Speaking of Tacit Knowledge, have you heard of Blink Estimation? Take a medium sized group of people with significant tacit knowledge in a domain. Explain a problem/opportunity and give them some time to ask questions and explore the shape of the problem. Then, ask them for a rough order of magnitude of the level of effort required to implement the solution. If your group comes up with similar answers then you’ve got your estimate. If they don’t, work with the outliers to understand why their answers were so different. At least one group missed something, possibly both.
It’s surprising how often this works. There are lots of caveats and biases to watch out for, but if you can manage those you can get a good answer. The biggest of those caveats is that tacit knowledge can be incredibly domain specific. Which means the folks you ask need to be well versed in something close enough to what you’re asking them about.
And not just on the surface. All software development is not the same. Asking someone with deep tacit knowledge about IOS apps for an estimate on distributed parallel processing is unlikely to give you a good answer. Both problems involve computers, but they're not the same. Consider bicycles and unicycles. In the US somewhere around 6% of people say they don’t know how to ride a bike. Unicycles are half the complexity (1 wheel vs 2), so even fewer people don’t know how to ride a unicycle, right? Of course not. On the surface they’re the same, but in reality they’re mostly unrelated.
Then there are the cognitive biases. Not surprisingly, if the experts have been working on the project and know it was supposed to take a year and they’re 6 months in, that fact will color their answer. So will how long it took them to finish the last task they worked on. Just mentioning an expected duration will bias the results. Even a bad commute into the office that morning can bias the results.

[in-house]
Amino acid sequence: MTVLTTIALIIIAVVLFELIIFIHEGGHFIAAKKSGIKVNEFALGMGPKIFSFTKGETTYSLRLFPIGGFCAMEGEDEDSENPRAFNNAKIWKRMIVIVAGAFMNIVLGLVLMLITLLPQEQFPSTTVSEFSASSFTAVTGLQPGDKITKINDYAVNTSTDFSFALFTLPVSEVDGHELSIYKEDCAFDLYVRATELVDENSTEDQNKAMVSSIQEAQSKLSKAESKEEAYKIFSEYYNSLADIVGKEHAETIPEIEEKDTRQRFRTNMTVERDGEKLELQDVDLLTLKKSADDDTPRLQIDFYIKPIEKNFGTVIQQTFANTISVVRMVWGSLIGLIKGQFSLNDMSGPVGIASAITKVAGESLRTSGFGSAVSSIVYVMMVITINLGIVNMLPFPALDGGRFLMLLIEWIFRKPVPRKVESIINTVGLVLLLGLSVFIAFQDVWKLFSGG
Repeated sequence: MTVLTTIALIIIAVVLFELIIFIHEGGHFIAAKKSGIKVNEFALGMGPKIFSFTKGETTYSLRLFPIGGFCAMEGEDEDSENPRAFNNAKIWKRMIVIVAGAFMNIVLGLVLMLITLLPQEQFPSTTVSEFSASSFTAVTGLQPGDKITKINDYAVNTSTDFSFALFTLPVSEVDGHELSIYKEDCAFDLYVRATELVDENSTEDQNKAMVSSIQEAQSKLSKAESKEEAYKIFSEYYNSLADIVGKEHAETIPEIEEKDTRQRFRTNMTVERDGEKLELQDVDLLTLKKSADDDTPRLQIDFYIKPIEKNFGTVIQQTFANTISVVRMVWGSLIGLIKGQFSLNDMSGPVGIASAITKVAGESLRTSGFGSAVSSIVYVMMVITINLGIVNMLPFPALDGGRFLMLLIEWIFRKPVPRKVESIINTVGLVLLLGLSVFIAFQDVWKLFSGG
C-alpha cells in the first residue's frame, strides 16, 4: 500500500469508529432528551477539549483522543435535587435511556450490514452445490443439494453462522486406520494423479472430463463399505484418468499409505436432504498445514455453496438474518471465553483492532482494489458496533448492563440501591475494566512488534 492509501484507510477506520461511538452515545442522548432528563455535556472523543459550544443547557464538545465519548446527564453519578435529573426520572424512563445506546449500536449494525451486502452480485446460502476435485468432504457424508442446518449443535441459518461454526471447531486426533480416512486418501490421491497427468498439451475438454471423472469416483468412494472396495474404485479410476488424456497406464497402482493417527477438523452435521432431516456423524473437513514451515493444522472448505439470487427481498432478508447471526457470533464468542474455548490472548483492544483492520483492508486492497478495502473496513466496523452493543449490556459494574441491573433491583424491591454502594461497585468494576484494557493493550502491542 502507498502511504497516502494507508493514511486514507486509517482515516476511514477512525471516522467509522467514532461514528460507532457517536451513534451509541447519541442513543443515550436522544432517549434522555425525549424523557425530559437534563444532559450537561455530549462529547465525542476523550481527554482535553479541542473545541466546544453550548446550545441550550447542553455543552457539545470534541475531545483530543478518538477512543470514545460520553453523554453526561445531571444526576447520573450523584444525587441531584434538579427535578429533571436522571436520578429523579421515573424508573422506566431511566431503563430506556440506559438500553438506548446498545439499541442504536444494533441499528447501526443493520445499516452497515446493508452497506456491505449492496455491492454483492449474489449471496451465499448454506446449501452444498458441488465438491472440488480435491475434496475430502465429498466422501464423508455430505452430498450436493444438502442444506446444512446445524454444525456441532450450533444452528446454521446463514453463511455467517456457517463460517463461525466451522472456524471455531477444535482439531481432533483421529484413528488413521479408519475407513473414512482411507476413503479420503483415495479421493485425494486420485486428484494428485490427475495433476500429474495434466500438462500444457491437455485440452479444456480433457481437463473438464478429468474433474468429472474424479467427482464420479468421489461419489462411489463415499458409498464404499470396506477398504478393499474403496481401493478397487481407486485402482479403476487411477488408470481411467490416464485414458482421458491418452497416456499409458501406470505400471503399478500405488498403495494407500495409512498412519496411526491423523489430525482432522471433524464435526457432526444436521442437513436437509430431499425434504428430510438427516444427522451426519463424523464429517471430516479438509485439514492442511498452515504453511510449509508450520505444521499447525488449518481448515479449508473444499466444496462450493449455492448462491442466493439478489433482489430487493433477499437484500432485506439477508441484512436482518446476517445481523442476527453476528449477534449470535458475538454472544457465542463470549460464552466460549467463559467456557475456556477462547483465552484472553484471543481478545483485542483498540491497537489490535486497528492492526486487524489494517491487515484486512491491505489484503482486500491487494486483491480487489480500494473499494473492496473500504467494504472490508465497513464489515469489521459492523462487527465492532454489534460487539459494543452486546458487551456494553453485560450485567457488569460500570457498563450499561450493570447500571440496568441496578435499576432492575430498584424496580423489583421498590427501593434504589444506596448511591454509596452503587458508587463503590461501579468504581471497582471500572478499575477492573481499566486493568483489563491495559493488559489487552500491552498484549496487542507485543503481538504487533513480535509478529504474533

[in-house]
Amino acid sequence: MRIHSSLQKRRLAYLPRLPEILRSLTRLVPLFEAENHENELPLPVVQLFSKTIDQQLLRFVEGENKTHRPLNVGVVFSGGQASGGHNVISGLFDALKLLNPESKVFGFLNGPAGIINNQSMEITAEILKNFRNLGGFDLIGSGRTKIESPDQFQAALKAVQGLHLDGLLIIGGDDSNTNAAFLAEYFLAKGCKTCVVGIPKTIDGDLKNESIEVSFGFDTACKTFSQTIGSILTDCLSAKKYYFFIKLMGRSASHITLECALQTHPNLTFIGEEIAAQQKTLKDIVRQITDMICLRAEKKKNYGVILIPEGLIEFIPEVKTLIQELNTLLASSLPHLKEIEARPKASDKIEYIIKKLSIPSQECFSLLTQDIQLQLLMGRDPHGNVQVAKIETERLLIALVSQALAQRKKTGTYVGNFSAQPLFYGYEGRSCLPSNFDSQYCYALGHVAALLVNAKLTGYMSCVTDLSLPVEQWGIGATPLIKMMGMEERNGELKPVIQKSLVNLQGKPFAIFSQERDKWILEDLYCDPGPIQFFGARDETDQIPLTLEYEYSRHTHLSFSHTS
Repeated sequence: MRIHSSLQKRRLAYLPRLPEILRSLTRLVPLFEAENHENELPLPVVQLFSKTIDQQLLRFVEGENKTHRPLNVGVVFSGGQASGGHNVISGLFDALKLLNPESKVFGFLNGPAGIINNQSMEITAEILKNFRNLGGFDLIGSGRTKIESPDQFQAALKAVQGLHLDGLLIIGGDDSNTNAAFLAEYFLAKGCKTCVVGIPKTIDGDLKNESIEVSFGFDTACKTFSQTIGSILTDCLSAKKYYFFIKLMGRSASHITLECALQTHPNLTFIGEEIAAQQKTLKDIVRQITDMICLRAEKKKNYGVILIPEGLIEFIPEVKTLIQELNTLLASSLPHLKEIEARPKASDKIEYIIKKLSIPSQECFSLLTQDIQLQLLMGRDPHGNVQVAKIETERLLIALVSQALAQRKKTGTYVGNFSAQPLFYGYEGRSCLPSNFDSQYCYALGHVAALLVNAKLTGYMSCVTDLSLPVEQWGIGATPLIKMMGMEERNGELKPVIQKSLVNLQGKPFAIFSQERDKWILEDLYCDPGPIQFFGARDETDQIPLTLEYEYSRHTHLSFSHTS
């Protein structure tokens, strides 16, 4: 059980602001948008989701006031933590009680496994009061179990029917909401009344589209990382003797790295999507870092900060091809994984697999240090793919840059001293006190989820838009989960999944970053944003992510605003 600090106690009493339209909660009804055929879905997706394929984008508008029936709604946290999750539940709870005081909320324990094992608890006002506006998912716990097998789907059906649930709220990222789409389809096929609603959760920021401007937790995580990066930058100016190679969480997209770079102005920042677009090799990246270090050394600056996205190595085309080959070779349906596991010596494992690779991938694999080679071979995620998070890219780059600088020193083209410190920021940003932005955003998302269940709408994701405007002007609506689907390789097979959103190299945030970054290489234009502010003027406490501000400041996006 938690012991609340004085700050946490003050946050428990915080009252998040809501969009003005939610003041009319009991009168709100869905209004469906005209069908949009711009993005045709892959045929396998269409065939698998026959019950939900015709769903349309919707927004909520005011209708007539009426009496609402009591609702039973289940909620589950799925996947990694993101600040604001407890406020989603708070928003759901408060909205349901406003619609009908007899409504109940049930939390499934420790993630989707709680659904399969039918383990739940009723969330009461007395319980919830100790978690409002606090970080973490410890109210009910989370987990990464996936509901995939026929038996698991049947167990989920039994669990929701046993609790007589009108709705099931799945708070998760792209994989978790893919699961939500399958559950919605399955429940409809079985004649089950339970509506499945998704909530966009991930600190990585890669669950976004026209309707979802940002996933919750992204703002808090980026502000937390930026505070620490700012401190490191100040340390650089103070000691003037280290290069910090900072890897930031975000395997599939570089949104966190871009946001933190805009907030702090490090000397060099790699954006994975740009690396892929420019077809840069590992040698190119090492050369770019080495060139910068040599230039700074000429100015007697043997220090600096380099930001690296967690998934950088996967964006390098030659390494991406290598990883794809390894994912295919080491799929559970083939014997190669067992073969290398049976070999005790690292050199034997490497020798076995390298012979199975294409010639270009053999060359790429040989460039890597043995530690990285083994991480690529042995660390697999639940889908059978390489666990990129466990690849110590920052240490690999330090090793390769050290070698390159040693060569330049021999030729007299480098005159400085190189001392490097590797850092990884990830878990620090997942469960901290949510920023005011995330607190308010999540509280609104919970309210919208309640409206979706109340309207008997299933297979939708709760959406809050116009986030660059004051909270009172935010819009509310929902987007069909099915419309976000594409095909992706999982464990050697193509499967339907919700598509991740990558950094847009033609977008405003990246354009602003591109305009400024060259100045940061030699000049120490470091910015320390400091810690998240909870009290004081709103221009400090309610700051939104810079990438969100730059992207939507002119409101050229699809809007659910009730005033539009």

And it won’t work if the problem space is new. We can estimate how long it will take to build a single family ranch house in the suburbs because we’ve got thousands (millions) of examples to look at and get that tacit knowledge from. Building the first habitat on Mars, from local material, will not be nearly as predictable.
How can such a shallow evaluation be better than a deeper one? Of course having the right tacit knowledge is key. But there’s more to it than that. Here’s a question for you. How long is the coast of England? It depends on how small you break the problem down. I suppose if you get down to plank units there’s a limit, but the closer you look the longer the coastline gets. Software can be like that too. The deeper you design, the more work you find. And of course, no task takes less than a day, so the estimate blooms the harder you look. Which seems counterintuitive, but is reality.
We’re doing lots of new things, so it may not be very applicable, but just for grins, next time you start a project, get a few folks together, think deeply about the size and shape of the problem, (but not too deeply) and make an estimate. Then see how close you come. Do it a few times. Keep track of the results. Regardless of the outcome it will likely make you blink.